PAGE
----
Blockchain is often discussed as if it is one single technology. But it is really a combination of several distinct features – decentralisation, distribution, cryptography, and automation – which are combined in different ways by different platforms. Some of these features may have benefits, while others may be unnecessary or even unhelpful – depending on the specific application. In this post, I consider whether and how these features may have different potential applications in financial services. Blockchain will only be truly useful in settings where one of more of these features solves a problem that existing technologies cannot.
It’s been over 10 years since Bitcoin first introduced blockchain technology to the world. Since then, the hype around its potential to transform everything (from tracking cargo, to combating the illicit diamond trade, to customs checks, and even a new religion) has followed the many peaks and troughs of bitcoin’s price. It has often been argued that the greater disruptive potential lies in blockchain technology, rather than Bitcoin or the many other crypto-assets which have followed in its wake. But a decade on, most of the activity around blockchain technology still appears to be about exploring its potential, rather than concrete examples of its deployment.
What does ‘blockchain’ really mean?
A blockchain is a type of distributed ledger which enables an agreed record of transactions (or other data) to be maintained and replicated across multiple participants, without the need for any central authority operating the system. The term blockchain refers to a specific process and data structure for recording and updating a ledger, by cryptographically linking a chain of ‘blocks‘ of transactions. The technology was first introduced with the invention of Bitcoin in 2008; this was ground-breaking as it demonstrated an entirely new way of thinking about the structures that underpin financial services, which had previously been based around trusted centralised intermediaries.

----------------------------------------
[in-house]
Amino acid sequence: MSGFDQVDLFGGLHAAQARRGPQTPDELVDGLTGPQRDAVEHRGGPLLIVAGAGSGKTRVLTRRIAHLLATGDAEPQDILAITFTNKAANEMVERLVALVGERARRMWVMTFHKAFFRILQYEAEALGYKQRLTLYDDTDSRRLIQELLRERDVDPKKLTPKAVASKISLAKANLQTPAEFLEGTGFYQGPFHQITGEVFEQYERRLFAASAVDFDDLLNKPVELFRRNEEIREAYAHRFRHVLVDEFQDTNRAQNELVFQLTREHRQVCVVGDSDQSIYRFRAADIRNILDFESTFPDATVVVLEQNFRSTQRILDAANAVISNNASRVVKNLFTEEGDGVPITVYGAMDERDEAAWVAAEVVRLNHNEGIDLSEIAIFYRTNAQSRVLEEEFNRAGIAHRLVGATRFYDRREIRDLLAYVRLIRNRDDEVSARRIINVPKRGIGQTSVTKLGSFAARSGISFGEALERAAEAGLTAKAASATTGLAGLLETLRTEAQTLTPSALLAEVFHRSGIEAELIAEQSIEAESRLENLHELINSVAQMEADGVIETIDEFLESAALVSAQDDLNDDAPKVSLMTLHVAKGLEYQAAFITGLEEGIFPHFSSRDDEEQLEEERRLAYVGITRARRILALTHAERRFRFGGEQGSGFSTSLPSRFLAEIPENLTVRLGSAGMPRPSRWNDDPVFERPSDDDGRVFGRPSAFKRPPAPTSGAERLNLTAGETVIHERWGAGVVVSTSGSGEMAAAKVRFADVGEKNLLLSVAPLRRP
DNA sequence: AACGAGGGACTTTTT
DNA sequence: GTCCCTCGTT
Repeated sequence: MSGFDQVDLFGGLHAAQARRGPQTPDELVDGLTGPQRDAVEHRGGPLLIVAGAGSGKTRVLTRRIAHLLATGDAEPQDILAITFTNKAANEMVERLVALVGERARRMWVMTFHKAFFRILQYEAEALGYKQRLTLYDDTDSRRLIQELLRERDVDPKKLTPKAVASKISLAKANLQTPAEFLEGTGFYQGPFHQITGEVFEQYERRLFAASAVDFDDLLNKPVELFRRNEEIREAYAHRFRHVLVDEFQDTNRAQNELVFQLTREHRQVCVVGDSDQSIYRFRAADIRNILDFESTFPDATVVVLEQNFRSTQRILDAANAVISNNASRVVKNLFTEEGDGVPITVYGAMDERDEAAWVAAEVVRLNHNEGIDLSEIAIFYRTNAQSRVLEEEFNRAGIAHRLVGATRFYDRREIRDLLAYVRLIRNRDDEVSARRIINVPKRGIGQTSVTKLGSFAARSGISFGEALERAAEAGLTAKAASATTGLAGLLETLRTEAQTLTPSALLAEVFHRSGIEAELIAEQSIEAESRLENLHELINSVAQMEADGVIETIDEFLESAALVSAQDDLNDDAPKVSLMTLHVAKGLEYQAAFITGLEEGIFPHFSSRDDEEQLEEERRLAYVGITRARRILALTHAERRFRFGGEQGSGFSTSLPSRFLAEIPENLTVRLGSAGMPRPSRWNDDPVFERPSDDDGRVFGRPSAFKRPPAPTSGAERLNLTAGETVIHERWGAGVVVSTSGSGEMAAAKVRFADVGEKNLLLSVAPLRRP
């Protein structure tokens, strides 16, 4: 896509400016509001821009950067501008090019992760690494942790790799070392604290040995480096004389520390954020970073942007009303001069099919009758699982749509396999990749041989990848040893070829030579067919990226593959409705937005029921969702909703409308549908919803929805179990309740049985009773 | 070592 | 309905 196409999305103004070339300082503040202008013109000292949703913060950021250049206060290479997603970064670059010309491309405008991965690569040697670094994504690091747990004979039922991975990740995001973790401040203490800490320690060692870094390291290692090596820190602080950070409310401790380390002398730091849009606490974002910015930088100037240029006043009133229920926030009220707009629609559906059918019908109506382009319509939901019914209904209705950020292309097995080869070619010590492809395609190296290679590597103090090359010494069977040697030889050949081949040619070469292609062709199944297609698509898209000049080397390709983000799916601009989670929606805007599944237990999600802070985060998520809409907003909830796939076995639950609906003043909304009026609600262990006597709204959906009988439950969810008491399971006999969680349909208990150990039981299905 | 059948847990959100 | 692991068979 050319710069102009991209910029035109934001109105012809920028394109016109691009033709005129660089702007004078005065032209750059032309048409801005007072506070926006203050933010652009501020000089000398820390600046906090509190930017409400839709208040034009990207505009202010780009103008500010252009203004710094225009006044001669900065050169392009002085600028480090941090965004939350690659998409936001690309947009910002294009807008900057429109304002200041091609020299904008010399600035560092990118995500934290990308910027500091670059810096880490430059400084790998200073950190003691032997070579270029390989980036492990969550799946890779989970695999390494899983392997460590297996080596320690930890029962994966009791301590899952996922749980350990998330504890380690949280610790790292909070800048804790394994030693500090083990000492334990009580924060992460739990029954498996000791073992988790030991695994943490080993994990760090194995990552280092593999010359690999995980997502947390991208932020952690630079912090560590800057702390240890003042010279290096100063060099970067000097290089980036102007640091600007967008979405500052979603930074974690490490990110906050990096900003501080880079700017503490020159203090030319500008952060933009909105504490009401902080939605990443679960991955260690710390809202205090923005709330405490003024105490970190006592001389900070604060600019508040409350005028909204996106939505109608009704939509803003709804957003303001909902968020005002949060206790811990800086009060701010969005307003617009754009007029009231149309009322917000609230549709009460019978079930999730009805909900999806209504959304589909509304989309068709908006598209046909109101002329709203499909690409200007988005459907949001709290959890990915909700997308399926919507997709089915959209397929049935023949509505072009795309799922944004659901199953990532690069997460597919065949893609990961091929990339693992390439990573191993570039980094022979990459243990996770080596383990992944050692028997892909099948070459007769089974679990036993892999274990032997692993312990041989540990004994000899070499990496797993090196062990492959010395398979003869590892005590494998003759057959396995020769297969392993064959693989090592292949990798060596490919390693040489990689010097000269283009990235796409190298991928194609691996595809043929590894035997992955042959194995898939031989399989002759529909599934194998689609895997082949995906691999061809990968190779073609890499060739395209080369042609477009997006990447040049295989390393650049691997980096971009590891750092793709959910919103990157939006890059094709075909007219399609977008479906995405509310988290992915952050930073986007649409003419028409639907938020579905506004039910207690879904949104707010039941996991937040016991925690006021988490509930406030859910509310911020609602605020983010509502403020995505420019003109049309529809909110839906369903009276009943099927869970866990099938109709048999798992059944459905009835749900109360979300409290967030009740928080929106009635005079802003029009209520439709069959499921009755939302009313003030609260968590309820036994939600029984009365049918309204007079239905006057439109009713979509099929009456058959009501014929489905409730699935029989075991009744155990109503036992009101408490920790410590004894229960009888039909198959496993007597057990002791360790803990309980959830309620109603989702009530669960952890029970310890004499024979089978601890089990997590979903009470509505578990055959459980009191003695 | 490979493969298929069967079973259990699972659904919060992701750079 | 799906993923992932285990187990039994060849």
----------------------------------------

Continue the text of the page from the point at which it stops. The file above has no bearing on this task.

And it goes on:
However, the Bitcoin blockchain was not designed as a general-purpose technology, but for just one specific application – peer-to-peer electronic cash (although there’s a separate discussion to be had around how well it really achieves this). By adapting this technology for a range of purposes, a whole industry has emerged developing platforms inspired by some of the core features of the Bitcoin blockchain, but adapting these to suit different scenarios.
Most of these platforms don’t include all of the same features of the original Bitcoin blockchain, and many don’t follow the same process of chaining blocks. But they generally all involve some degree of distribution – leading to the use of the broader term distributed ledger technology (DLT).
There’s no single type of DLT
DLT is not one single technology. It has become an umbrella term for a wide range of things. A reference to the use of DLT could mean a public platform like Ethereum, or something more like R3’s Corda platform which has been developed specifically for financial services, or Hyperledger Fabric, or Ripple’s RippleNet, or any number of other DLT platforms that have emerged over the past few years. Each of these takes a different approach, and as a result may be more or less suited to any particular application.